Further, the memory system 1200 includes a power supply 1220 that can provide power for each of the subsystems included in the memory system 1200. It will be understood that the memory system 1200 can be embodied in any type of memory system, such as a memory card, a solid state disc, a camera image processor, an application chip set or the like. Further, the memory system 1200 (and the memory card 1100) can be mounted in various package types, such as a ball grid array, a chip scale package, a plastic leaded chip carrier, a plastic dual in-line package, a multi-chip package, a wafer level fabricated package, a wafer level processed stack package, or the like.

As described herein, embodiments according to the present invention can provide non-volatile memory devices including MLCs that are accessed using read voltages that are modified based on the application of incremental read voltages to determine a preferred voltage level used to discriminate between states stored by the MLC. For example, in some embodiments according to the invention, the MLC can be used to store 16 different states (i.e., four bits of data).

As appreciated by the present inventor, when the MLCs are used to store many states, the distribution of threshold voltages for the different states can increase compared to when relatively few states are stored in the MLC. Accordingly, the distributions of the threshold voltages associated with the different states (and particularly the states which are immediately adjacent to one another) can overlap one another so that an MLC that is used to store, for example, a fifth state can be activated in response to a threshold voltage which would otherwise fall within the nominal range of threshold voltages for the fourth state. If left unaddressed, this type of phenomenon can lead to an error during a read operation. Therefore, as appreciated by the present inventor, modifying the read voltages used to access the MLC may reduce the likelihood that an MLC storing an immediately adjacent state is erroneously activated.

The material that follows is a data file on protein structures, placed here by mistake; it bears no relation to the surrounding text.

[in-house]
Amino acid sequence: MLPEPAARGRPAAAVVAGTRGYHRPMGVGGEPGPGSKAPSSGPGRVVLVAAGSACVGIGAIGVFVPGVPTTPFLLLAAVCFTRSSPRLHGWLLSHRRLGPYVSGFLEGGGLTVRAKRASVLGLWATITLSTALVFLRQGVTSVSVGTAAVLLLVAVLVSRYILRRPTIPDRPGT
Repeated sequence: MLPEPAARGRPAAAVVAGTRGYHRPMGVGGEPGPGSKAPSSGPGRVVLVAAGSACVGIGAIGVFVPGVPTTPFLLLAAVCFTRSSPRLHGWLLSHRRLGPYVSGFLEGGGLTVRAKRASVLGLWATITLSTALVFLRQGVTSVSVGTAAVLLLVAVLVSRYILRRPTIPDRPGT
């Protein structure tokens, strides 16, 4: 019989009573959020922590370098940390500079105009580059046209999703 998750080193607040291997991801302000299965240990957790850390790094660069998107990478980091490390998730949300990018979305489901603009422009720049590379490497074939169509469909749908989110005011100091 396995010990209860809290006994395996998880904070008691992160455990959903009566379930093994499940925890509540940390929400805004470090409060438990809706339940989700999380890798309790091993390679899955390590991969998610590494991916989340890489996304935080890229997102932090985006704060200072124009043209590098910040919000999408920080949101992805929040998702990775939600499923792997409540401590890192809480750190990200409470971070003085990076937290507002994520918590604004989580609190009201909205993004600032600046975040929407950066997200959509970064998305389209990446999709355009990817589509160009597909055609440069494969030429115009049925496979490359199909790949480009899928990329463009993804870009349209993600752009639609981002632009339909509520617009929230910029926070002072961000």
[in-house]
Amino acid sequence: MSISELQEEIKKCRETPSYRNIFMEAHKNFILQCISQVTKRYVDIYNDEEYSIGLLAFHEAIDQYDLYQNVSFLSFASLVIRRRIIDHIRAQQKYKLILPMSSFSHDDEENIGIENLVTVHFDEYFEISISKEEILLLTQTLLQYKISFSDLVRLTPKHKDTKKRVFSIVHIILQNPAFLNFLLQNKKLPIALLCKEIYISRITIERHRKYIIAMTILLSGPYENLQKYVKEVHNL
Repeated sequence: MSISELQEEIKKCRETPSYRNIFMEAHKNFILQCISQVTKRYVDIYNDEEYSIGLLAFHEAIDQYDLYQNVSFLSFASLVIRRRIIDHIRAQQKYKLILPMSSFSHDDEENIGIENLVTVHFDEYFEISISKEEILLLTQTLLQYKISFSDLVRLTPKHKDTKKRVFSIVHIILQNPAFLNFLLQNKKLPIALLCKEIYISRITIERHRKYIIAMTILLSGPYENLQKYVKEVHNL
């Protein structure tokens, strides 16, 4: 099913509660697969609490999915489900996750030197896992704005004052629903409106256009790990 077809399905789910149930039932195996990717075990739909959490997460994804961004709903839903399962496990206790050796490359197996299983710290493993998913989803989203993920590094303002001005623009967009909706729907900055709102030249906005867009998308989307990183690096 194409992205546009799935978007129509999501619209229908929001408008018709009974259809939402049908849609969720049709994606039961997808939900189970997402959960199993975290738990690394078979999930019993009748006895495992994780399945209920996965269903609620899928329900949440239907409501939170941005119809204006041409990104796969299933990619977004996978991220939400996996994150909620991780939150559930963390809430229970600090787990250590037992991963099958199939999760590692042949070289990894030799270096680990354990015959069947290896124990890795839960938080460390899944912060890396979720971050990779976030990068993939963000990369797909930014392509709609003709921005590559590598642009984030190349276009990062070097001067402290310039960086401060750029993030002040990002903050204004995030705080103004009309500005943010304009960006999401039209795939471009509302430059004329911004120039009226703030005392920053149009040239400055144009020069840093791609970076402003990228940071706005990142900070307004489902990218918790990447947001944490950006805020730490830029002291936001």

Many alterations and modifications may be made by those having ordinary skill in the art, given the benefit of present disclosure, without departing from the spirit and scope of the invention. Therefore, it must be understood that the illustrated embodiments have been set forth only for the purposes of example, and that it should not be taken as limiting the invention as defined by the following claims. The following claims are, therefore, to be read to include not only the combination of elements which are literally set forth but all equivalent elements for performing substantially the same function in substantially the same way to obtain substantially the same result. The claims are thus to be understood to include what is specifically illustrated and described above, what is conceptually equivalent, and also what incorporates the essential idea of the invention.

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Classifications
U.S. Classification365/185.03, 365/185.21, 365/185.09, 365/185.11
International ClassificationG11C11/34
Cooperative ClassificationG11C11/5642, G11C16/26, G11C16/3404
European ClassificationG11C11/56D4, G11C16/26
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Effective date: 20080704